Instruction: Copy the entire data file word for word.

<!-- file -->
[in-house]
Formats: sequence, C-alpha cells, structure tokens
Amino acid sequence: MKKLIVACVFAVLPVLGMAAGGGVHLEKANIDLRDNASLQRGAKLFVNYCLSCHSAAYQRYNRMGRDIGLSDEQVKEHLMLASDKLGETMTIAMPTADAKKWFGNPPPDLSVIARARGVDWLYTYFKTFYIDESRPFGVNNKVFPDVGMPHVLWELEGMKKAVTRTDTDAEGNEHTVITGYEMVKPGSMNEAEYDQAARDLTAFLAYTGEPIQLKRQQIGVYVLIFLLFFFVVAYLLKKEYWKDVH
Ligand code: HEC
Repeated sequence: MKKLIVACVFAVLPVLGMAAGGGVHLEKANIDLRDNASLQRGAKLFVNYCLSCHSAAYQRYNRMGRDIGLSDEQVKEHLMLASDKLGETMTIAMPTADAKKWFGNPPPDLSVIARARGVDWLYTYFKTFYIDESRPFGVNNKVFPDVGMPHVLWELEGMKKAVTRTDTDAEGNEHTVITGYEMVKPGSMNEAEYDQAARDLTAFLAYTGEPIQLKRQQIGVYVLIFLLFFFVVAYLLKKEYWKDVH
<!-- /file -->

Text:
[in-house]
Formats: sequence, C-alpha cells, structure tokens
Amino acid sequence: MKKLIVACVFAVLPVLGMAAGGGVHLEKANIDLRDNASLQRGAKLFVNYCLSCHSAAYQRYNRMGRDIGLSDEQVKEHLMLASDKLGETMTIAMPTADAKKWFGNPPPDLSVIARARGVDWLYTYFKTFYIDESRPFGVNNKVFPDVGMPHVLWELEGMKKAVTRTDTDAEGNEHTVITGYEMVKPGSMNEAEYDQAARDLTAFLAYTGEPIQLKRQQIGVYVLIFLLFFFVVAYLLKKEYWKDVH
Ligand code: HEC
Repeated sequence: MKKLIVACVFAVLPVLGMAAGGGVHLEKANIDLRDNASLQRGAKLFVNYCLSCHSAAYQRYNRMGRDIGLSDEQVKEHLMLASDKLGETMTIAMPTADAKKWFGNPPPDLSVIARARGVDWLYTYFKTFYIDESRPFGVNNKVFPDVGMPHVLWELEGMKKAVTRTDTDAEGNEHTVITGYEMVKPGSMNEAEYDQAARDLTAFLAYTGEPIQLKRQQIGVYVLIFLLFFFVVAYLLKKEYWKDVH